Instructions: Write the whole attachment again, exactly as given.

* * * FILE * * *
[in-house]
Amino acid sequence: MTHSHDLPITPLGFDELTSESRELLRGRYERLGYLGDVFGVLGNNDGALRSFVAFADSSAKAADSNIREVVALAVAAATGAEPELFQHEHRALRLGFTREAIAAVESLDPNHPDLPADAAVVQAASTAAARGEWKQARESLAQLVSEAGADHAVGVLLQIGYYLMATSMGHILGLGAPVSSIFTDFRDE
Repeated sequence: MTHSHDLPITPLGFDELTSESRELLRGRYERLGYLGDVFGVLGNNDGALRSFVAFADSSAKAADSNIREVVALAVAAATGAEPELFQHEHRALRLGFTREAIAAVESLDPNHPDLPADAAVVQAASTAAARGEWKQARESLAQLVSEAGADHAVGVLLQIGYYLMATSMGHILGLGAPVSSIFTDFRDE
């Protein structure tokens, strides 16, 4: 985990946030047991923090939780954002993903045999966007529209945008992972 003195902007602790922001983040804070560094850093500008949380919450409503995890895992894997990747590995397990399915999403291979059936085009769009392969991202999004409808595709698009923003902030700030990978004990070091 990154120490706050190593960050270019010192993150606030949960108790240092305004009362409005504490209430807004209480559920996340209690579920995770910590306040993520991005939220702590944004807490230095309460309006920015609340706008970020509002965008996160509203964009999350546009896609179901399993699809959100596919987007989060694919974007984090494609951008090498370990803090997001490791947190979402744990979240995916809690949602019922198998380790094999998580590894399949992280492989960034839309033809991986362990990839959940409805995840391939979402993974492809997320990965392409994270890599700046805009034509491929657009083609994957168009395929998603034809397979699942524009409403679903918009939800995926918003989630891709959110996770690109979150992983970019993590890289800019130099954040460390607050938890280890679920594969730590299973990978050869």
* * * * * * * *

[in-house]
Amino acid sequence: MTHSHDLPITPLGFDELTSESRELLRGRYERLGYLGDVFGVLGNNDGALRSFVAFADSSAKAADSNIREVVALAVAAATGAEPELFQHEHRALRLGFTREAIAAVESLDPNHPDLPADAAVVQAASTAAARGEWKQARESLAQLVSEAGADHAVGVLLQIGYYLMATSMGHILGLGAPVSSIFTDFRDE
Repeated sequence: MTHSHDLPITPLGFDELTSESRELLRGRYERLGYLGDVFGVLGNNDGALRSFVAFADSSAKAADSNIREVVALAVAAATGAEPELFQHEHRALRLGFTREAIAAVESLDPNHPDLPADAAVVQAASTAAARGEWKQARESLAQLVSEAGADHAVGVLLQIGYYLMATSMGHILGLGAPVSSIFTDFRDE
């Protein structure tokens, strides 16, 4: 985990946030047991923090939780954002993903045999966007529209945008992972 003195902007602790922001983040804070560094850093500008949380919450409503995890895992894997990747590995397990399915999403291979059936085009769009392969991202999004409808595709698009923003902030700030990978004990070091 990154120490706050190593960050270019010192993150606030949960108790240092305004009362409005504490209430807004209480559920996340209690579920995770910590306040993520991005939220702590944004807490230095309460309006920015609340706008970020509002965008996160509203964009999350546009896609179901399993699809959100596919987007989060694919974007984090494609951008090498370990803090997001490791947190979402744990979240995916809690949602019922198998380790094999998580590894399949992280492989960034839309033809991986362990990839959940409805995840391939979402993974492809997320990965392409994270890599700046805009034509491929657009083609994957168009395929998603034809397979699942524009409403679903918009939800995926918003989630891709959110996770690109979150992983970019993590890289800019130099954040460390607050938890280890679920594969730590299973990978050869």